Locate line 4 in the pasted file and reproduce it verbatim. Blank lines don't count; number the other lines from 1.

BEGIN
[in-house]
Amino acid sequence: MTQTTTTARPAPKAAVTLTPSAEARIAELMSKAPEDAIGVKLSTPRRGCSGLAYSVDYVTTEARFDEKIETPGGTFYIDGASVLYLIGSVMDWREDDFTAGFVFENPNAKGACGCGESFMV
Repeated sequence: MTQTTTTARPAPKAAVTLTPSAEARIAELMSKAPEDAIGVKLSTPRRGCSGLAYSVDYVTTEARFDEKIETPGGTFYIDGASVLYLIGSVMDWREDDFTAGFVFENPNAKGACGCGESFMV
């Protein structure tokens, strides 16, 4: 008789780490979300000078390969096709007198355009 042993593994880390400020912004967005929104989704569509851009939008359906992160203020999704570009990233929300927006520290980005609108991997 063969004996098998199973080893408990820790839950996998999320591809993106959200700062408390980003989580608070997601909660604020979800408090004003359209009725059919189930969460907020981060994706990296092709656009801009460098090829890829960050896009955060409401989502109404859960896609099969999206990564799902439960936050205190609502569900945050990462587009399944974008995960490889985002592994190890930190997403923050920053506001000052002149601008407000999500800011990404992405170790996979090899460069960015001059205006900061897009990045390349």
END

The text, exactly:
């Protein structure tokens, strides 16, 4: 008789780490979300000078390969096709007198355009 042993593994880390400020912004967005929104989704569509851009939008359906992160203020999704570009990233929300927006520290980005609108991997 063969004996098998199973080893408990820790839950996998999320591809993106959200700062408390980003989580608070997601909660604020979800408090004003359209009725059919189930969460907020981060994706990296092709656009801009460098090829890829960050896009955060409401989502109404859960896609099969999206990564799902439960936050205190609502569900945050990462587009399944974008995960490889985002592994190890930190997403923050920053506001000052002149601008407000999500800011990404992405170790996979090899460069960015001059205006900061897009990045390349």